We grab the girls and head to Newcastle's Theatre Royal, settling in for a sensational stage adaptation of Nigel Cole's smash hit film...


Is there anyone who doesn’t know the story of the ladies of Rylstone WI in Yorkshire who posed naked with their knitting needles, flower arrangements and harvest produce to create a charity calendar following the death of one of their partners? It’s one of the nation’s cherished real-life stories – and 20 years on loved as much as ever. You’ll laugh and laugh – but take a hanky too.


At the Theatre Royal in Newcastle this is Denise Welch’s show – she plays sassy Celia, the scourge of the golf club with her worldly ways and enhanced boobs. Fair to say the audience is delighted to see her on home turf – and clearly she’s chuffed to bits to be here. But this is a huge girl power hit with a stellar cast playing the feisty and faintly WI-averse members. Fern Britton does a nicely bossy Marie, working her chairman’s role superbly well. You’ll recognise Sara Crowe as Ruth played with hilarious comic timing. Ruth Madoc brings her big voice to the stage as retired teacher Jessie and as Cora, Karen Dunbar is a bolshie, big-voiced non-traditional vicar’s daughter. Big voices and pivotal characters come in the shape of Rebecca Storm as Chris – who masterminds the calendar – and her best friend Annie, played by Anna-Jane Casey. Spoiler alert – Annie’s performance will break your heart. She has an amazing voice which is beautiful in story-telling songs like the wistful Scarborough and the painfully real, Very Slightly Almost. The blokes play great roles alongside – and the youngsters who play the three teens navigating the first pathways to love and lust are brilliantly watchable.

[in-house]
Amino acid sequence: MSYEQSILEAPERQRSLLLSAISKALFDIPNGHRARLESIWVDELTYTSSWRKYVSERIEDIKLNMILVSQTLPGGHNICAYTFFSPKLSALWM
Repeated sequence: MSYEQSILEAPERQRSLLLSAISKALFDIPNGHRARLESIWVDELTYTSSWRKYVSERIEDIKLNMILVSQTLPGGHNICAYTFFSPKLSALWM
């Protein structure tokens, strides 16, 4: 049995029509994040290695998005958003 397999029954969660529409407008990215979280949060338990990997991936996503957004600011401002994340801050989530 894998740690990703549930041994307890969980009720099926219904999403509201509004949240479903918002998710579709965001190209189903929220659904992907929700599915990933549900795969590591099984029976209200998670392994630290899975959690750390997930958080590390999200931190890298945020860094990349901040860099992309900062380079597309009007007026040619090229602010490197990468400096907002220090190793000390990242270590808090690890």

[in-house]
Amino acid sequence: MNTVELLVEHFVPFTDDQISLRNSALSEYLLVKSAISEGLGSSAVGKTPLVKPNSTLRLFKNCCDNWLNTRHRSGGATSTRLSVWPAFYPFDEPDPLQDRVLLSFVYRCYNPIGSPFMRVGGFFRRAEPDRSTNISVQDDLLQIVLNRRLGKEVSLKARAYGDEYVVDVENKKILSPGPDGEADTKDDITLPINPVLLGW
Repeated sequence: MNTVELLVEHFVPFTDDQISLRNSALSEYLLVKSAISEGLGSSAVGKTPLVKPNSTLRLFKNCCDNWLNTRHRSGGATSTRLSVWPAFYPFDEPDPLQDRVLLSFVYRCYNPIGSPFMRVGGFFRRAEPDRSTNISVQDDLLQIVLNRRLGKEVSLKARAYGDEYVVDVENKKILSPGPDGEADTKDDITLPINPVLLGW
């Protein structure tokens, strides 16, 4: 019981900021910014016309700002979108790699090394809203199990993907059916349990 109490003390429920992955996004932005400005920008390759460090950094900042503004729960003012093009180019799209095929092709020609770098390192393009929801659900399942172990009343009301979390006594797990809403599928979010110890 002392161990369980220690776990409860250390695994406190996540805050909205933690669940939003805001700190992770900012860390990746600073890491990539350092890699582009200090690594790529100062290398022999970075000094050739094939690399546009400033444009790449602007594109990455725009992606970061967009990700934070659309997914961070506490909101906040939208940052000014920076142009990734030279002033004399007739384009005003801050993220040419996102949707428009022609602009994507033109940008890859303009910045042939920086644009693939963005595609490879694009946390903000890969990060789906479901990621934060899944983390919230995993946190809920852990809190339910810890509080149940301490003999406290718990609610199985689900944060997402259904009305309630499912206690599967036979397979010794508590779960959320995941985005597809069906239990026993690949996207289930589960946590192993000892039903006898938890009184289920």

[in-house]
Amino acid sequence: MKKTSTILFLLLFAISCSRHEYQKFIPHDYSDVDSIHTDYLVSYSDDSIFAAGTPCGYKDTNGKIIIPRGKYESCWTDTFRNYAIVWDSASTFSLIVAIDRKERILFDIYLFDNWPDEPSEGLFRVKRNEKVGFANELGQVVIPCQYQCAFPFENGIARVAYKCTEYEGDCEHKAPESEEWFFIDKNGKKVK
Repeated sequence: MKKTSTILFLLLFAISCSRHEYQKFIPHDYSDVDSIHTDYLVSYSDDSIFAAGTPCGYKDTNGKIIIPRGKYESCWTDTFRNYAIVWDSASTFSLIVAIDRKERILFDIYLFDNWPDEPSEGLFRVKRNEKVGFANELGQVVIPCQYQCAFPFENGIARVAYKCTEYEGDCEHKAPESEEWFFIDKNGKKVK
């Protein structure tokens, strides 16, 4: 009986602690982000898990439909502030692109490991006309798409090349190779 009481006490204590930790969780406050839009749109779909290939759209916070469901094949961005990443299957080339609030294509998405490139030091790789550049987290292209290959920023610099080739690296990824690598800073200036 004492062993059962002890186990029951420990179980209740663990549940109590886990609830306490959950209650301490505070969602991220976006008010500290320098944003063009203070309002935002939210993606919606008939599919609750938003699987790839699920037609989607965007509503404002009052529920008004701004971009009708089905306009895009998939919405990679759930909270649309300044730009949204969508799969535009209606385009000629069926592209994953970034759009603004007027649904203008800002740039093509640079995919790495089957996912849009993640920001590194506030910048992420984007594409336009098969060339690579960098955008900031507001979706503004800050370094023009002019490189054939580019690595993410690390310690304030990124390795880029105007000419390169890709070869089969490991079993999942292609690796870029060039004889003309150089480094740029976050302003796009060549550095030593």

All human life, the best of female friendship, the best of community, the hilarity and heartbreak of ageing, and the comfort of couples growing old together. The audience might not have had their naked calendar moments but they’ve mostly been through the death of someone close, the mundanity of daily life, the angst of parenting and feelings of being on the edge of a friendship group, or being judged. On stage, just like in life, these are dealt with by laughing, gathering chums together and facing the fear. There are many fabulous moments in Calendar Girls – everyone on stage is hugely watchable – and all the main ‘girls’ get their punchy character song – Denise Welch smashes it with I Had A Little Work Done and Sara’s Crowe’s My Russian Friend and I is memorable and funny. Ensemble songs such as Dare and Yorkshire are rousing – we are in the hands of Gary Barlow and Tim Firth so the music and lyrics are perfectly on point with bucketloads of emotion and energy. These scene where the calendar is shot brings Denise centre stage (albeit with some strategically-placed buns) – and she plays it for laughs with perfect timing. The shoot is nicely done with confidence, style and real laughs. 


Don’t expect a version of the film of the same name. The music and lyrics delve deeper and really will make you stop in your tracks. There’s great joy, energy and a real celebration of life in these few hours. And worth mentioning – the original ‘calendar’ in aid of leukaemia charity Bloodwise, has since raised more than £5 million. You might even meet cast members shaking their buckets after the show so take some change.


Until Saturday 29 September.

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